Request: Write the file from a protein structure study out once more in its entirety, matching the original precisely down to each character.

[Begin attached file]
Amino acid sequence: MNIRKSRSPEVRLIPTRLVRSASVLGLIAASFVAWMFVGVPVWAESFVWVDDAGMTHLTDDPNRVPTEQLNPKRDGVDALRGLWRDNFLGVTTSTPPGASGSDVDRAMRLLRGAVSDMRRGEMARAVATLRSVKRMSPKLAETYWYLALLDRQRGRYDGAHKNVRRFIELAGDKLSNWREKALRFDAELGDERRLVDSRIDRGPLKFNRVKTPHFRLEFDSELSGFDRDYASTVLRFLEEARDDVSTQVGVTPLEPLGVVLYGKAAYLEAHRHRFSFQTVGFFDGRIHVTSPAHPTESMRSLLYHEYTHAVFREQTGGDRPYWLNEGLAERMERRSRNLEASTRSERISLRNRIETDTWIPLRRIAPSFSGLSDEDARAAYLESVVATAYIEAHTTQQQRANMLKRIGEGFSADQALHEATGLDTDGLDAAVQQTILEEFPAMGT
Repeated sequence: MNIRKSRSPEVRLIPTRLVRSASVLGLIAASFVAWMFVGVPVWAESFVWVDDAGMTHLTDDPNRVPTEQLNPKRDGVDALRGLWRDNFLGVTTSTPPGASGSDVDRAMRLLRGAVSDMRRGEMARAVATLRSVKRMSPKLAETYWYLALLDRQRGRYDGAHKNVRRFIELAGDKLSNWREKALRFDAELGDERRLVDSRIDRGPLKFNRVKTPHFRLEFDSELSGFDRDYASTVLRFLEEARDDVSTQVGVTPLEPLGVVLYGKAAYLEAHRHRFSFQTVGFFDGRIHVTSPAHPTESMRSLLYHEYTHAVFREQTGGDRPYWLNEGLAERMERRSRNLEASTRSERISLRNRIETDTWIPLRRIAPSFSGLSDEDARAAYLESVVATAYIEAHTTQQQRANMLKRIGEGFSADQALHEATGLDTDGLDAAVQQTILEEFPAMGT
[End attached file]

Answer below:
Amino acid sequence: MNIRKSRSPEVRLIPTRLVRSASVLGLIAASFVAWMFVGVPVWAESFVWVDDAGMTHLTDDPNRVPTEQLNPKRDGVDALRGLWRDNFLGVTTSTPPGASGSDVDRAMRLLRGAVSDMRRGEMARAVATLRSVKRMSPKLAETYWYLALLDRQRGRYDGAHKNVRRFIELAGDKLSNWREKALRFDAELGDERRLVDSRIDRGPLKFNRVKTPHFRLEFDSELSGFDRDYASTVLRFLEEARDDVSTQVGVTPLEPLGVVLYGKAAYLEAHRHRFSFQTVGFFDGRIHVTSPAHPTESMRSLLYHEYTHAVFREQTGGDRPYWLNEGLAERMERRSRNLEASTRSERISLRNRIETDTWIPLRRIAPSFSGLSDEDARAAYLESVVATAYIEAHTTQQQRANMLKRIGEGFSADQALHEATGLDTDGLDAAVQQTILEEFPAMGT
Repeated sequence: MNIRKSRSPEVRLIPTRLVRSASVLGLIAASFVAWMFVGVPVWAESFVWVDDAGMTHLTDDPNRVPTEQLNPKRDGVDALRGLWRDNFLGVTTSTPPGASGSDVDRAMRLLRGAVSDMRRGEMARAVATLRSVKRMSPKLAETYWYLALLDRQRGRYDGAHKNVRRFIELAGDKLSNWREKALRFDAELGDERRLVDSRIDRGPLKFNRVKTPHFRLEFDSELSGFDRDYASTVLRFLEEARDDVSTQVGVTPLEPLGVVLYGKAAYLEAHRHRFSFQTVGFFDGRIHVTSPAHPTESMRSLLYHEYTHAVFREQTGGDRPYWLNEGLAERMERRSRNLEASTRSERISLRNRIETDTWIPLRRIAPSFSGLSDEDARAAYLESVVATAYIEAHTTQQQRANMLKRIGEGFSADQALHEATGLDTDGLDAAVQQTILEEFPAMGT